You can also define a filename, instead of a file extension, as supported by the language client by using the FileName attribute instead of the FileExtension attribute.
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You will need to add a reference to System.ComponentModel.Composition so the Export attribute can be used.
To integrate the Language Server with Visual Studio for Mac the ILanguageClient interface needs to be implemented.
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The class that implements the ILanguageClient interface needs to indicate it supports the content types that you have defined, and it also needs to indicate that it implements the ILanguageClient by using the Export attribute.
The language client should return a unique description for the ILanguageClient.Name property.
The two methods that should be implemented are:
OnLoadedAsync is called when Visual Studio for Mac has loaded your extension. To activate your Language Server you need to call StartAsync. The simplest approach is to call StartAsync in the OnLoadedAsync method.
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Calling StartAsync will cause Visual Studio for Mac to call the ILanguageClient’s ActivateAsync method. This is where you can start the Language Server.
The ActivateAsync method should return a Connection object with the streams that will be used to communicate with the Language Server. Standard input and output streams are supported as well as sockets.
The first time you try to run and debug your language client extension you will see an error in the Application Output similar to:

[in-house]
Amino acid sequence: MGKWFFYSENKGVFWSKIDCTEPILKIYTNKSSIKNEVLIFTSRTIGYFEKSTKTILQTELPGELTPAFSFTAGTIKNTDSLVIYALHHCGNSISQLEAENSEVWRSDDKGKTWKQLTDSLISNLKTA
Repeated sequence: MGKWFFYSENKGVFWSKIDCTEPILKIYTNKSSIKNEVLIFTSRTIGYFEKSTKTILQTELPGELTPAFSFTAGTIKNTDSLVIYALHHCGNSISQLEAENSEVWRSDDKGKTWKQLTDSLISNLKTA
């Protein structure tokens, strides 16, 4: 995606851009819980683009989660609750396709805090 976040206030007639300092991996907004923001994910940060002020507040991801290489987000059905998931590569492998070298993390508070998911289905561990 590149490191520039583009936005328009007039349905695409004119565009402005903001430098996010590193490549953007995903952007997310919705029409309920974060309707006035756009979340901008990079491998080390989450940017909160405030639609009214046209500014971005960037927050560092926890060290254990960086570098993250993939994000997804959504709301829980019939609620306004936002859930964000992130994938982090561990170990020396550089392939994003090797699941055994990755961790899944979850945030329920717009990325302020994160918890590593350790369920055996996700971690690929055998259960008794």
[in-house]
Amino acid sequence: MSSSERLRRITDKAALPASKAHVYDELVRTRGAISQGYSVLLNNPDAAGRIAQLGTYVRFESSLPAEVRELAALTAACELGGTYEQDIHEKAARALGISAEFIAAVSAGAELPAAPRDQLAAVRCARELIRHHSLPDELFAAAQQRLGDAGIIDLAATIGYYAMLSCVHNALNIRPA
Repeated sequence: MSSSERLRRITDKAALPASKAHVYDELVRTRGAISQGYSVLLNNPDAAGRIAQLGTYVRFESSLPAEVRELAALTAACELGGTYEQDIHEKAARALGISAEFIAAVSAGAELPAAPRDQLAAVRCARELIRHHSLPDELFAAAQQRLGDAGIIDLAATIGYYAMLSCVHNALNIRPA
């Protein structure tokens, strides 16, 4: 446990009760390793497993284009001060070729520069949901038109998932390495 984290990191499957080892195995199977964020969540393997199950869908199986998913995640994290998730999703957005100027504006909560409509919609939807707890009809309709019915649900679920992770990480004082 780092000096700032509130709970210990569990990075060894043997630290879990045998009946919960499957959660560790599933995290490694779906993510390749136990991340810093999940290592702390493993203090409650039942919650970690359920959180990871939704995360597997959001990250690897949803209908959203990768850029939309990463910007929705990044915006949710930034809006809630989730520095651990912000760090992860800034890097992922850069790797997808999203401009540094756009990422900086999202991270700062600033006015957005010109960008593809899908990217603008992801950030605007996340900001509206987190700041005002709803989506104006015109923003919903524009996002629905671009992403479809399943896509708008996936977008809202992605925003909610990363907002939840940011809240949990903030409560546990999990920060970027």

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The Addin Maker runs your language client extension using its own extension database. The MonoDevelop.LanguageServer.Client extension needs to be installed into this separate database in order to be able to run and debug your language client extension.
To do this run your language client extension project in Visual Studio for Mac and install the Language Server Client extension using the Extensions Manager in the instance of Visual Studio for Mac that is started. Then stop debugging and re-run your extension project again, and your language client should now be used when you open a supported file.
The content type registration and the ILanguageClient implementation is the minimum that is needed in order to integrate your Language Server with Visual Studio for Mac. Now let us take a look at other optional things that can be implemented.
Receiving Custom Messages
Your Language Server may support messages that are not part of the standard Language Server Protocol.
In order to support receiving custom messages the class that implements ILanguageClient should also implement the ILanguageClientCustomMessage interface. The CustomMessageTarget property should return an object that will receive the messages.
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An example CustomMessageTarget class is shown below.
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Sending Custom Messages
To send custom messages to the Language Server the class that implements the ILanguageClient interface should also implement the ILanguageClientCustomMessage interface.
The AttachForCustomMessageAsync method should save the JsonRpc object passed and then you can use the JsonRpc object to send custom messages to the Language Server.
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The ILanguageClientCustomMessage defines a MiddleLayer property. An object returned from the MiddleLayer property can be used to intercept messages sent to and received from the Language Server. The MiddleLayer object can implement the following interfaces:
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Note that currently not all the Language Server messages can be intercepted.
The full source code to the sample Language Server Client Extension created whilst writing this blog post is available on GitHub
There are other examples included with the Language Server Client extension source code on GitHub, however these are not standalone and are compiled with the Language Server Client extension.